This is some dangerous crap. Particularly when taken in context with his earlier statement of how Twitter should be the most accurate place of information, which led to Jack Dorsey raising a proverbial eyebrow..

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    The discussion then took a weird turn, with Dorsey querying Musk's decision to rename Birdwatch and its purpose and goal..

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    Fun times ahead..
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  7. billvon Valued Senior Member

    Once again Tiassa and Seattle are fighting over points that now have absolutely nothing to do with the original topic.
  8. Tiassa Let us not launch the boat ... Staff Member

    While I don't actually disagree, there does come a point, downstream, when it can become strangely relevant. One of the extraordinary aspects, of course, is how this is driven by Musk's egotism, but if we look into what he is actually talking about, what sort of rhetoric and behavior he is protecting and advancing, the credibility of saying something absurd and then changing the subject absurdly is among the chaff and even pollution to be equivocated as grain. It's the other big story in the Muskovization of Twitter. And it's not like nobody could see it coming. In fact, it's one of the things about tears for the content team layoffs is that they weren't especially great at their jobs, before. Still, though, in part because Elon is tilting windmills, part of what he is after is to influence the larger public discourse in particular ways that he seems to fail to understand will continue to distress and alienate reliable advertisers.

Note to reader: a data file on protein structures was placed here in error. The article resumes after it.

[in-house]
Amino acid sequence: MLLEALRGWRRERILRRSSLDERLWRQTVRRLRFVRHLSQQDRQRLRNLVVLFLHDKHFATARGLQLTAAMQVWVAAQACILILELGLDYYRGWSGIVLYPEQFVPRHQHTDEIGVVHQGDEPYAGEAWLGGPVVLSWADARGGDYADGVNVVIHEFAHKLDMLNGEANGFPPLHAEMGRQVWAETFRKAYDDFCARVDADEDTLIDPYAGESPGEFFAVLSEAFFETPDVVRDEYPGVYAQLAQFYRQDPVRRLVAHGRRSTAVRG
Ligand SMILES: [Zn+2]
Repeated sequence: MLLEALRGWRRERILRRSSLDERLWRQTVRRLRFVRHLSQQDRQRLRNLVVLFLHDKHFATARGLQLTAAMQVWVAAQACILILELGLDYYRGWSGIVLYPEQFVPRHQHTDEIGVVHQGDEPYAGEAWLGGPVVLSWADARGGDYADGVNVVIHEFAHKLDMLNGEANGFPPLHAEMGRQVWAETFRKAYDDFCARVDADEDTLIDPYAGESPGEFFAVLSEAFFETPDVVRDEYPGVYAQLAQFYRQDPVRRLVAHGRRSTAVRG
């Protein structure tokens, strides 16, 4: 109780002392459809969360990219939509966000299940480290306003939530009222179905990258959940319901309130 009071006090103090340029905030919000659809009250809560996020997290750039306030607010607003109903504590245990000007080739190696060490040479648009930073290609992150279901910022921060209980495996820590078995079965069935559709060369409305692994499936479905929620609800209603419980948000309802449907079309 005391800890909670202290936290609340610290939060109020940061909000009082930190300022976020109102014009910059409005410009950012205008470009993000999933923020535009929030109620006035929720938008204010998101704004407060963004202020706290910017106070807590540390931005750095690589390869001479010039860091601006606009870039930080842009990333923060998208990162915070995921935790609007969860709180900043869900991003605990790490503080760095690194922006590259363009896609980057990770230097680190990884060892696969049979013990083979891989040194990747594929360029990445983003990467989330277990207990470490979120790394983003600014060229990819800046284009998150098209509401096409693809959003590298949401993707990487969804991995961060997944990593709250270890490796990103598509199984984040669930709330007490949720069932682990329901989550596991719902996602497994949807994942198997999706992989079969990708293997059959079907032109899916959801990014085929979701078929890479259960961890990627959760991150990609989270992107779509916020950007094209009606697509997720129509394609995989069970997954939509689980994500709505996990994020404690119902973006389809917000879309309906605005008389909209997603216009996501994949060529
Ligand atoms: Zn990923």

That story, actually, is why I think our experiences at Sciforums are not irrelevant to what is happening at Twitter. We've been through a bunch of this, before, and the free speech of cacophony does not bring stimulating, healthy discourse to a community; it did not cultivate growth.
  9. Tiassa Let us not launch the boat ... Staff Member